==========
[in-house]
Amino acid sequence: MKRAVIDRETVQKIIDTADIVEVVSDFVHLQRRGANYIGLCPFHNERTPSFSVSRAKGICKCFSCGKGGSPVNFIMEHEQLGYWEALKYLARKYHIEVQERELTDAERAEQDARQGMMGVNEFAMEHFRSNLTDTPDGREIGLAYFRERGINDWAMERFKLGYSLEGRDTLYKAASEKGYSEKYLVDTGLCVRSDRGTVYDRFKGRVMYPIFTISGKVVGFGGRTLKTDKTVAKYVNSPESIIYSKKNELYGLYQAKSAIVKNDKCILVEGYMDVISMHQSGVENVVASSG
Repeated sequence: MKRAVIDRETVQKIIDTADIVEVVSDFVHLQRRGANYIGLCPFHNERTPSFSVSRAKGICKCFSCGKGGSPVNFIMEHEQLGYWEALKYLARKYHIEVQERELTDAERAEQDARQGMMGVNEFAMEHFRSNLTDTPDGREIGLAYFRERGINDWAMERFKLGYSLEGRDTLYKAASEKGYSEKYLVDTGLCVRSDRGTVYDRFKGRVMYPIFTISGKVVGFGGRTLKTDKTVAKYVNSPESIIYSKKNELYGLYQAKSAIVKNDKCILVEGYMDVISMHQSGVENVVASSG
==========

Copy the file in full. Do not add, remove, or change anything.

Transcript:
[in-house]
Amino acid sequence: MKRAVIDRETVQKIIDTADIVEVVSDFVHLQRRGANYIGLCPFHNERTPSFSVSRAKGICKCFSCGKGGSPVNFIMEHEQLGYWEALKYLARKYHIEVQERELTDAERAEQDARQGMMGVNEFAMEHFRSNLTDTPDGREIGLAYFRERGINDWAMERFKLGYSLEGRDTLYKAASEKGYSEKYLVDTGLCVRSDRGTVYDRFKGRVMYPIFTISGKVVGFGGRTLKTDKTVAKYVNSPESIIYSKKNELYGLYQAKSAIVKNDKCILVEGYMDVISMHQSGVENVVASSG
Repeated sequence: MKRAVIDRETVQKIIDTADIVEVVSDFVHLQRRGANYIGLCPFHNERTPSFSVSRAKGICKCFSCGKGGSPVNFIMEHEQLGYWEALKYLARKYHIEVQERELTDAERAEQDARQGMMGVNEFAMEHFRSNLTDTPDGREIGLAYFRERGINDWAMERFKLGYSLEGRDTLYKAASEKGYSEKYLVDTGLCVRSDRGTVYDRFKGRVMYPIFTISGKVVGFGGRTLKTDKTVAKYVNSPESIIYSKKNELYGLYQAKSAIVKNDKCILVEGYMDVISMHQSGVENVVASSG